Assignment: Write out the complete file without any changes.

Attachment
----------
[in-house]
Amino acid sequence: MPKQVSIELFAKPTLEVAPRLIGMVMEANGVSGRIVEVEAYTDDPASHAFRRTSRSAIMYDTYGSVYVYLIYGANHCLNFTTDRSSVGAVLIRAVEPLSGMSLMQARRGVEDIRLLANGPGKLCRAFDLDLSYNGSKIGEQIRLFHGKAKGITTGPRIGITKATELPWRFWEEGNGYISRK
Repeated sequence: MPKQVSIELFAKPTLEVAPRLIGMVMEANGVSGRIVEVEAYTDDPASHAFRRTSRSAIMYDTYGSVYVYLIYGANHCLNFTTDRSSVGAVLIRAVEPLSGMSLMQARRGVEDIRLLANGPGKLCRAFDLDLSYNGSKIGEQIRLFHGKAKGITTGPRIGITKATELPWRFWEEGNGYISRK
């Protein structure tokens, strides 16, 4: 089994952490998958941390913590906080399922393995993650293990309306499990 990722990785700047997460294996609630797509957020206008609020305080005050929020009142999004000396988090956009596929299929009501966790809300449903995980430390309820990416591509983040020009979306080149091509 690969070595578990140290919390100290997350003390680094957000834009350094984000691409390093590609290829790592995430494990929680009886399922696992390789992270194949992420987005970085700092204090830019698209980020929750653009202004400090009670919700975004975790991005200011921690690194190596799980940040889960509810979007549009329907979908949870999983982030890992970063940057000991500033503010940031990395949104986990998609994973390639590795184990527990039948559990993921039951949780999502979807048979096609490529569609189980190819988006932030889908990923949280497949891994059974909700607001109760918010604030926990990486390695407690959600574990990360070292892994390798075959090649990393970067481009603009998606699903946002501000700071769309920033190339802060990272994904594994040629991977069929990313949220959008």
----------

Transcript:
[in-house]
Amino acid sequence: MPKQVSIELFAKPTLEVAPRLIGMVMEANGVSGRIVEVEAYTDDPASHAFRRTSRSAIMYDTYGSVYVYLIYGANHCLNFTTDRSSVGAVLIRAVEPLSGMSLMQARRGVEDIRLLANGPGKLCRAFDLDLSYNGSKIGEQIRLFHGKAKGITTGPRIGITKATELPWRFWEEGNGYISRK
Repeated sequence: MPKQVSIELFAKPTLEVAPRLIGMVMEANGVSGRIVEVEAYTDDPASHAFRRTSRSAIMYDTYGSVYVYLIYGANHCLNFTTDRSSVGAVLIRAVEPLSGMSLMQARRGVEDIRLLANGPGKLCRAFDLDLSYNGSKIGEQIRLFHGKAKGITTGPRIGITKATELPWRFWEEGNGYISRK
């Protein structure tokens, strides 16, 4: 089994952490998958941390913590906080399922393995993650293990309306499990 990722990785700047997460294996609630797509957020206008609020305080005050929020009142999004000396988090956009596929299929009501966790809300449903995980430390309820990416591509983040020009979306080149091509 690969070595578990140290919390100290997350003390680094957000834009350094984000691409390093590609290829790592995430494990929680009886399922696992390789992270194949992420987005970085700092204090830019698209980020929750653009202004400090009670919700975004975790991005200011921690690194190596799980940040889960509810979007549009329907979908949870999983982030890992970063940057000991500033503010940031990395949104986990998609994973390639590795184990527990039948559990993921039951949780999502979807048979096609490529569609189980190819988006932030889908990923949280497949891994059974909700607001109760918010604030926990990486390695407690959600574990990360070292892994390798075959090649990393970067481009603009998606699903946002501000700071769309920033190339802060990272994904594994040629991977069929990313949220959008």